Editor's note: The San Diego County Administration Building waterfront park is now a reality. It only took, well, decades. We wrote about the ambitious project last year. (See story below) It joins other endeavors to help San Diego's waterfront reach its potential.
A new park at the County Administration Center will bring even more luster to the waterfront.
For years, it seemed like nothing could get done when it came to improving San Diego’s waterfront. Our city’s so-called “front porch?” It seemed perfectly suitable for a dingy couch. One port board chairman even called it a “dump.”
While a number of improvements were floated during the years, roadblocks always got in the way, including funding shortages, lawsuits and the lack of approval from the California Coastal Commission.
Suddenly, though, there’s a flurry of activity. The Unified Port of San Diego and the city of San Diego have begun the first phase of the North Embarcadero Visionary Plan, a $29.6 million project.
And San Diego County is busy building a 12-acre waterfront park at the iconic County Administration Center. That $40 million project will include a 830-foot fountain as well as gardens, picnic spots and a children’s play area. An underground parking garage is under construction.
“When you dream about something for a long time and it happens, it’s very satisfying to finally see the progress,” said San Diego County Supervisor Ron Roberts, the major force behind the park.
One of the ironies concerning this spurt of construction is that it is happening separately by agencies that had once teamed up to improve the waterfront. In 1997, the county, the city of San Diego, the port, the Centre City Development Corp. and the U.S. Navy had joined forces to create the North Embarcadero Alliance.
But in 2003, four years after it adopted the North Embarcadero Visionary Plan, the coalition splintered. Both the Navy and the county opted not to join a joint-powers agreement to implement the plan, which included the county park. Roberts said the county wanted to move forward on its own because the coalition wasn’t running as smoothly as hoped.
It took time, but in January 2011, the county took the first step toward building the park when it tore down a County Administration Center annex structure, the J. W. Askew Building, to make way for part of it. It also moved forward to complete architectural plans for the new park.
“We may have stimulated things a little bit,” Roberts said, noting that the city and the port — the remaining partners from the original alliance — launched their effort soon after reaching compromises with waterfront activists and receiving approval from the Coastal Commission. Groundbreaking for that took place in January 2012.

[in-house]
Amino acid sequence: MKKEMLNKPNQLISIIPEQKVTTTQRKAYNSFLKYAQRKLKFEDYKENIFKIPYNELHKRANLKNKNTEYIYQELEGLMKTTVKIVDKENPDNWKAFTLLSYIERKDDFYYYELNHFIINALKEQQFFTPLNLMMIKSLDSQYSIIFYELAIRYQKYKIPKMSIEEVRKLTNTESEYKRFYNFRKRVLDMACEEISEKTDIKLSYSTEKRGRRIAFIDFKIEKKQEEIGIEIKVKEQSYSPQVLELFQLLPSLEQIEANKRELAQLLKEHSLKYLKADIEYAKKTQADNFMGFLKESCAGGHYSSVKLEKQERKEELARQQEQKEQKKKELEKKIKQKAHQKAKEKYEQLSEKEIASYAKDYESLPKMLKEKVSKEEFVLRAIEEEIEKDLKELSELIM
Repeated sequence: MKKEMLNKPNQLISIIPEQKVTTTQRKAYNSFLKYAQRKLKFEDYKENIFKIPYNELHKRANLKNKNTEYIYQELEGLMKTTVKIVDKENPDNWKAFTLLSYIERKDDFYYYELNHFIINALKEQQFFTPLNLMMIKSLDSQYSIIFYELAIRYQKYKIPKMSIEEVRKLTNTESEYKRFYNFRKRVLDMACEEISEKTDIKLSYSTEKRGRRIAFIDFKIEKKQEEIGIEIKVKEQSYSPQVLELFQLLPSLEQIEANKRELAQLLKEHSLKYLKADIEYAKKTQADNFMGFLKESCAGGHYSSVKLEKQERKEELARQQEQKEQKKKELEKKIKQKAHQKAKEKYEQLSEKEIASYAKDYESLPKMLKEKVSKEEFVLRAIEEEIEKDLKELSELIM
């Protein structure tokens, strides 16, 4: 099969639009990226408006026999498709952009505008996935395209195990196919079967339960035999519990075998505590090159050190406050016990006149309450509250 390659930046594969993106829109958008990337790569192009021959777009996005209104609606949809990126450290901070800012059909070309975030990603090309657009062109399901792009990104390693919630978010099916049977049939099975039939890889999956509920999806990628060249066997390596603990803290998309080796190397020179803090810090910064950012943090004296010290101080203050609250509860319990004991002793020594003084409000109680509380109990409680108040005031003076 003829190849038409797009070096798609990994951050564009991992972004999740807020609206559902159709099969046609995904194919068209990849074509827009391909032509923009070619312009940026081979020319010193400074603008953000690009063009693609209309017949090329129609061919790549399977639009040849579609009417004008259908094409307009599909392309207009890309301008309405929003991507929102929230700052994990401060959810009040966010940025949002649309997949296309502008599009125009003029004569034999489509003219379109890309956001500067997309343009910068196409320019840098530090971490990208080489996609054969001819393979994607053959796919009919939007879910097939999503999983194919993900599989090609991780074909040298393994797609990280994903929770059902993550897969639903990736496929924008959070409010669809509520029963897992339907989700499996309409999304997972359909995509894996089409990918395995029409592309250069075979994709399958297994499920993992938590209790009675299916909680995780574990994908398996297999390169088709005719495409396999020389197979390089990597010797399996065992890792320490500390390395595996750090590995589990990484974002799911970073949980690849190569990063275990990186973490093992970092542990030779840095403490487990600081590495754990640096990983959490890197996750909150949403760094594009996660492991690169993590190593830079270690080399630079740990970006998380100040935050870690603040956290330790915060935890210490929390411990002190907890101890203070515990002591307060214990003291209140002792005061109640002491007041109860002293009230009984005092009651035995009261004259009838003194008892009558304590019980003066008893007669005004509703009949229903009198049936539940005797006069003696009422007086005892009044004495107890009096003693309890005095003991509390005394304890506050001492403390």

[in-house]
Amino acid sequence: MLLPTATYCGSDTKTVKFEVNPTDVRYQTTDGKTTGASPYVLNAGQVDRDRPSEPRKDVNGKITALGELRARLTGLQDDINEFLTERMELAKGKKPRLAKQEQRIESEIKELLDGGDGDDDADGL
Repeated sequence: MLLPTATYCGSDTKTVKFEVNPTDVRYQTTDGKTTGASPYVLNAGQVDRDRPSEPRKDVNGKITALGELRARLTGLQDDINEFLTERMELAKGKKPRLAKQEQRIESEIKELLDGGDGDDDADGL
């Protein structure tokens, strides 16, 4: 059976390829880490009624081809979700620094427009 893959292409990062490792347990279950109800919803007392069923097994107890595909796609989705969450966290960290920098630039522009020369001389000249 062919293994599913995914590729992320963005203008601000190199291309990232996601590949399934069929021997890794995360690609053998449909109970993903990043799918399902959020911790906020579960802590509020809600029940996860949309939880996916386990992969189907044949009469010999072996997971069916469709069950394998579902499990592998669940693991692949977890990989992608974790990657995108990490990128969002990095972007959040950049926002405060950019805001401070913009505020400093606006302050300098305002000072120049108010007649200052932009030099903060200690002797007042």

“Sometimes, when one project gets going, it becomes a competition,” Roberts said.
Indeed, when the county moved forward with the Askew demolition, Roberts was quoted as saying, “I hope that the completion of this really influences — beyond our boundaries — the things that happen to the north and south of us.”
But Tanya Castaneda, a port spokeswoman, said the county project did not impact the port’s timeline. The two projects are simply moving along parallel tracks. She also stressed that both projects are consistent with the original North Embarcadero Visionary Plan. In fact, the port likes the park, she said. And the port meets with the county regularly to keep the it abreast of the port’s progress and work plans.
The funding sources are separate. The cost for the first phase of the North Embarcadero Visionary Plan is being shared by the port and CCDC, San Diego’s former downtown redevelopment agency, which was disbanded in 2012 along with all other state redevelopment agencies. (The funding for this project was allowed to remain, however.)
The money for the county park is coming from the county’s general fund and low-interest bonds.
One can understand how frustrating it was to get things going. Take the park, for example. The county headquarters facility was built as part of the Depression-era Works Progress Administration program, which bolstered employment by building public works projects. A waterfront park was part of the original 1930s plan. But it was never built.
Instead, parking lots sprouted.
“An architectural nightmare,” Roberts said. “There was not a stitch of landscape, not a blade of grass. People stopped seeing any possibilities. They got desensitized.”
At one time, plans called to build private commercial buildings and hotels on the parking lots, with the revenue going to the county. Roberts was no fan of the idea.
“It ran counter to what I wanted,” he said.
He wanted a park. That’s because the waterfront land is publicly owned and should be developed for public use, he said.
On Roberts’ website, he quotes President Theodore Roosevelt: “I hope that you of San Diego keep your waterfront and develop it so it may add beauty to your city. Do not let a number of private individuals make it hideous with buildings, and then force your children to play an exorbitant sum to get rid of the ugliness they have created.”
The public seems happy with the direction the county is going.
“It’s the kind of thing we need to see more of along the waterfront,” said Diane Coombs, co-chair of the Navy Broadway Complex Coalition, a waterfront activist group. “I think the fountain is incredible. It’s a stunning, stunning feature.”
And — amazingly — it’s actually going to be built. The county expects to complete the park in spring 2014. (And it did!)